Update January 9, 2017: Overwatch game director Jeff Kaplan has clarified some of the comments he made regarding players using the PTR, saying he’s looking for “better feedback”, not for everyone to jump in.
Kaplan took to the forums once more to explain that he wasn’t looking for everyone to jump into the PTR, after one player suggested it’s not worth the hassle for a lot of people.
Want to know who the best tank is? Have a study of our Overwatch character class guide.
“Just to clarify, my post the other day wasn’t trying to force all players to play on the PTR,” Kaplan says. “But rather I was trying to help people formulate better feedback. It’s important to contextualise your feedback and also clarify if you had played with the changes for an extended period or not.”
Basically, he wants people to stop making gut decisions based on one PTR match or by simply perusing the patch notes. He also went on to explain why there hasn’t been some kind of incentive added to entice players over to the PTR.
“Regarding the PTR experience, it won’t always be a smooth platform,” he continues. “Obviously, the things on PTR aren’t ready to go live yet and that’s the whole point of the PTR. So if it’s not working out for you, don’t feel obligated to keep trying. We have some ideas to make the PTR feel more rewarding but these are significant development tasks that would directly take away from development time on the core game.”
Original Story January 7, 2017: When characters get hit with the nerf bat, you can always expect some backlash.Patch 1.7for Overwatch’s PTR saw tanks D.Va and Roadhog receive some significant changes, with Roadhog getting some major alterations to his hook while D.Va’s armour and cannon damage was reduced.
With tanks dominating the Overwatch competitive meta at the moment, these changes were no doubt to dissuade people from always picking beefy bodies. D.Va’s patch notes reflect this desire, with the editor comments stating that D.Va’s armour reduction is to deal with her having “no weaknesses, even against heroes that are often effective against bigger targets (like Reaper).”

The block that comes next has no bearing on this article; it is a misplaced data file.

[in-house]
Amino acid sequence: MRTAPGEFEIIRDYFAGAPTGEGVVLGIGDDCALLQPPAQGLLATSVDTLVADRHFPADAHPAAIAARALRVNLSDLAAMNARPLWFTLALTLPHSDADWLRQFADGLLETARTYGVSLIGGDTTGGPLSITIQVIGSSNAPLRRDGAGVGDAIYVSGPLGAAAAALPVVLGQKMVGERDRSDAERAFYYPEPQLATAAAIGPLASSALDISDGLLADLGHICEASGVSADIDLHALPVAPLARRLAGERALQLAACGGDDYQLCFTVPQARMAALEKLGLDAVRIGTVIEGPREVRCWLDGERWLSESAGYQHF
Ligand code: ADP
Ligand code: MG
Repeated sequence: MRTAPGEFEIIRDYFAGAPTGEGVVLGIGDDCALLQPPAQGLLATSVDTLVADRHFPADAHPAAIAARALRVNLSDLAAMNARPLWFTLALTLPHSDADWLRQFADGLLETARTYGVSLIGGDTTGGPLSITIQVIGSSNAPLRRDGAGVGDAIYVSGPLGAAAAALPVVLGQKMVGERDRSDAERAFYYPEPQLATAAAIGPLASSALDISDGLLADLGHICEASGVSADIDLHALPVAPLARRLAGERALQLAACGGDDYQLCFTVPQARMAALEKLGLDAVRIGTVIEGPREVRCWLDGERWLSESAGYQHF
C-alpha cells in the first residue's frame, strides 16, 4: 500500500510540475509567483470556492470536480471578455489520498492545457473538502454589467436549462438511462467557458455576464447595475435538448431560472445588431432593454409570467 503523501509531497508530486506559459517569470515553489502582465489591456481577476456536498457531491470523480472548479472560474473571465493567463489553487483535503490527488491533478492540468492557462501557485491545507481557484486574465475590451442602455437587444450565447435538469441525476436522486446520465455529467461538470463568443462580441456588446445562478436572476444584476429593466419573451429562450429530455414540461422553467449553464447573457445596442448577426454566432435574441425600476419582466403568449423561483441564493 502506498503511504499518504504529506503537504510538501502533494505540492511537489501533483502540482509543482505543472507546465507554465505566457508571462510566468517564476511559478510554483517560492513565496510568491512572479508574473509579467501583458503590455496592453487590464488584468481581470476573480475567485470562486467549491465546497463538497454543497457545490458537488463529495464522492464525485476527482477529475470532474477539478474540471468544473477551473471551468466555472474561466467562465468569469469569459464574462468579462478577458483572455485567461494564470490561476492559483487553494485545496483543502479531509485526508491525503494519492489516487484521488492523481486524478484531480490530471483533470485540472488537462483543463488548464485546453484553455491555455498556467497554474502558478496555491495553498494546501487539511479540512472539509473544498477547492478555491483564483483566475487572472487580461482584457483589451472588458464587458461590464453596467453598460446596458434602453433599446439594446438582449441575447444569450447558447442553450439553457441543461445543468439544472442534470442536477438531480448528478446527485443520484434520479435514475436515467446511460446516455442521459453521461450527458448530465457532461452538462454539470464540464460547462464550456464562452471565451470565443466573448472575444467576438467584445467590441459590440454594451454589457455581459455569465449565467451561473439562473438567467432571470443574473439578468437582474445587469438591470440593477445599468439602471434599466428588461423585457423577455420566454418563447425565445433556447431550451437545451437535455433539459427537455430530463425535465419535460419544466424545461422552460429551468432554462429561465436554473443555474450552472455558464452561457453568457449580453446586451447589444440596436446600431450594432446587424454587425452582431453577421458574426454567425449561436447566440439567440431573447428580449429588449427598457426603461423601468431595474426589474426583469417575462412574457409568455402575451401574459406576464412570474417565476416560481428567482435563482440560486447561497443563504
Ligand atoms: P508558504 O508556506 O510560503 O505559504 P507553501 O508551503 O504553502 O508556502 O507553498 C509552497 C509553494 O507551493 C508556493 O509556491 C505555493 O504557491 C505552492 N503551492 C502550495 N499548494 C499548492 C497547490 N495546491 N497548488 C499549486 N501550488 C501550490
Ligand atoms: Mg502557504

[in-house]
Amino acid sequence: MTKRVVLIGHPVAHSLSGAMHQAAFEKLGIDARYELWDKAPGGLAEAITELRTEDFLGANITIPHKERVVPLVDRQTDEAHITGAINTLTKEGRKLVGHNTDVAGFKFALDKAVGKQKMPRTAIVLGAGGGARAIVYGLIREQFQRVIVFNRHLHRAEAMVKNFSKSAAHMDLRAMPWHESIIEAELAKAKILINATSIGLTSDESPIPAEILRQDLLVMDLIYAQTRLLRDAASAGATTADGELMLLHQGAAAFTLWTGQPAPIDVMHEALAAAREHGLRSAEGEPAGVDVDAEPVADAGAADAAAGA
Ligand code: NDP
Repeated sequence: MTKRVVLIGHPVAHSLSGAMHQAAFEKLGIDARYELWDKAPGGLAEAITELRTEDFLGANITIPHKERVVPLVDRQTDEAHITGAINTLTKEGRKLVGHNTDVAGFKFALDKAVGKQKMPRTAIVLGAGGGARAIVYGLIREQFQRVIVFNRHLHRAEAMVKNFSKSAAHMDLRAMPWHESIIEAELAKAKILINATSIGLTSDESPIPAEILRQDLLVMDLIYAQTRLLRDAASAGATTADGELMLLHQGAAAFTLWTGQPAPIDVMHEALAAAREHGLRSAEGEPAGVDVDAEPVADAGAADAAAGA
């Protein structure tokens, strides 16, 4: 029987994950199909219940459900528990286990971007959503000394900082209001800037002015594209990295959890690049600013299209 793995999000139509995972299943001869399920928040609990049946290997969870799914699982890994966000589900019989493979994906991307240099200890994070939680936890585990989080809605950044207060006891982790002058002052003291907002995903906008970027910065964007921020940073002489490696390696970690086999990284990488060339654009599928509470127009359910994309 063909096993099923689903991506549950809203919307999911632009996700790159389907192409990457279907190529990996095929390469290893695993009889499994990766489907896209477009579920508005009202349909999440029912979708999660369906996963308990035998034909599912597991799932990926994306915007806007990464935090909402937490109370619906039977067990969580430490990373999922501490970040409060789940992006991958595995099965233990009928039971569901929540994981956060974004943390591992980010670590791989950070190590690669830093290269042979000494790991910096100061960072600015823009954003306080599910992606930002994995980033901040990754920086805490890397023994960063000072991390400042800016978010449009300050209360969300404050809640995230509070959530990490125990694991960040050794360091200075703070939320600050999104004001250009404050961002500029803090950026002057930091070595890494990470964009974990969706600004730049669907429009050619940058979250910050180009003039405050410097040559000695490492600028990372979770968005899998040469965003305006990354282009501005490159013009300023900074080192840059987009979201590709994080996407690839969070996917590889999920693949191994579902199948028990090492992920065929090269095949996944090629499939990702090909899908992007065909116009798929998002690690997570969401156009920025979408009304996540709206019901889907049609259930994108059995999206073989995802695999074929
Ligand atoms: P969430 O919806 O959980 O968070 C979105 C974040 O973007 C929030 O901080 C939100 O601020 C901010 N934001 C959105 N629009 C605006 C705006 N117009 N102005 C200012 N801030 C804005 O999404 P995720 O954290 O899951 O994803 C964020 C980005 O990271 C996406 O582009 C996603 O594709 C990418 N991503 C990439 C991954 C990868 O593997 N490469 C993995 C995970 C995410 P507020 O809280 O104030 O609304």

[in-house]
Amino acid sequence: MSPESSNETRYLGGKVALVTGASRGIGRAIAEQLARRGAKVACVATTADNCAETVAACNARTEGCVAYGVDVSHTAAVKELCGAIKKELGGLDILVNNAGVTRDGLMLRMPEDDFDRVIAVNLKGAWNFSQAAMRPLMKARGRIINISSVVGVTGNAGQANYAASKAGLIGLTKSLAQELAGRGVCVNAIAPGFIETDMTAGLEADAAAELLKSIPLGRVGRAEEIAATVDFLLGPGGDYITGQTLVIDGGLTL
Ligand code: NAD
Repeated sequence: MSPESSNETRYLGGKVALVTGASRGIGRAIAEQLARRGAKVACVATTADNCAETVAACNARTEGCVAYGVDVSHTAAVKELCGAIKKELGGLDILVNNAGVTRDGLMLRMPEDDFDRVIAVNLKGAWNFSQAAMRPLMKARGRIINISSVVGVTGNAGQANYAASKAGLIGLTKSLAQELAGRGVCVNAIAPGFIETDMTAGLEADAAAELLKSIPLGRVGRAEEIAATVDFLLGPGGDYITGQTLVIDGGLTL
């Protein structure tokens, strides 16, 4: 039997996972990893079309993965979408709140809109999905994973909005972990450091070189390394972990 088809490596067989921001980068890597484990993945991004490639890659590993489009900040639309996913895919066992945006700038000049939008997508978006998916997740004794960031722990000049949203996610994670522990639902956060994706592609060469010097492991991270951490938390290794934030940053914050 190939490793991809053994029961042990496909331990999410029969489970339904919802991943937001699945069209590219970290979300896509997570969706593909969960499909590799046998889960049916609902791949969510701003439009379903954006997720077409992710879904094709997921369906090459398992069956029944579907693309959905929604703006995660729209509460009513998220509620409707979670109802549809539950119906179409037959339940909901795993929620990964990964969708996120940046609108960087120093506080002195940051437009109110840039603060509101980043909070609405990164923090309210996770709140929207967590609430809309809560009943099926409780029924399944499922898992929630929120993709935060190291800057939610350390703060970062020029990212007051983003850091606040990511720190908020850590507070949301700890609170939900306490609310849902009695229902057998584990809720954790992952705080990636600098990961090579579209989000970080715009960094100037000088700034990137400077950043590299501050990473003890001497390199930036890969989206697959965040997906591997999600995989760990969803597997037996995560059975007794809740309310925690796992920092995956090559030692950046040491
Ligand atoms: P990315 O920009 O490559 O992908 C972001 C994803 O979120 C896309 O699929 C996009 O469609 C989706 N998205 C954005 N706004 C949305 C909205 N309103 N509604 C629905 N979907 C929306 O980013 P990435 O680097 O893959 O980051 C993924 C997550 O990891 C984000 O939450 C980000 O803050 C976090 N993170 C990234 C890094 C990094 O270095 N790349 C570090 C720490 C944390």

Certain Overwatch fans didn’t see eye to eye with this design philosophy, taking to the forums to ask ‘Is the Sky Really Falling?’ in response to these nerfs. In order to quiet the masses, game director Jeff Kaplan and principal designer Geoff Goodman took to certain threads to clarify a few things about the D.Va and Roadhog changes.
First off, Goodman conceded that there were still some problems with Roadhog’s hook, mainly it missing targets whose hitboxes extend from behind a wall. A fix for this issue is coming to the PTR, along with other hook changes like the ability to throw opponents behind you if you spin Roadhog around before your hook connects. The balance team are also experimenting with the hook slowing players on impact, especially against airborne foes. According to Goodman, this is to combat extreme cases where “a player was strafe jumping and got hooked, but just before they get pulled they traveled a good 3-4 meters before breaking LOS, causing the hook to fail.”
As for D.Va, Kaplan was keen to combat some of the unnecessary doomsaying by firing off some stats about play time with the latest update. Only “0.26% of Overwatch players have tested these changes on the PTR” and of these players, “the average playtime on the PTR (including sitting in menus etc.) this week is 26 minutes.” Kaplan therefore encouraged players to spend more than “one anecdotal match” with the new version of D.Va, to form a more informed opinion on these changes.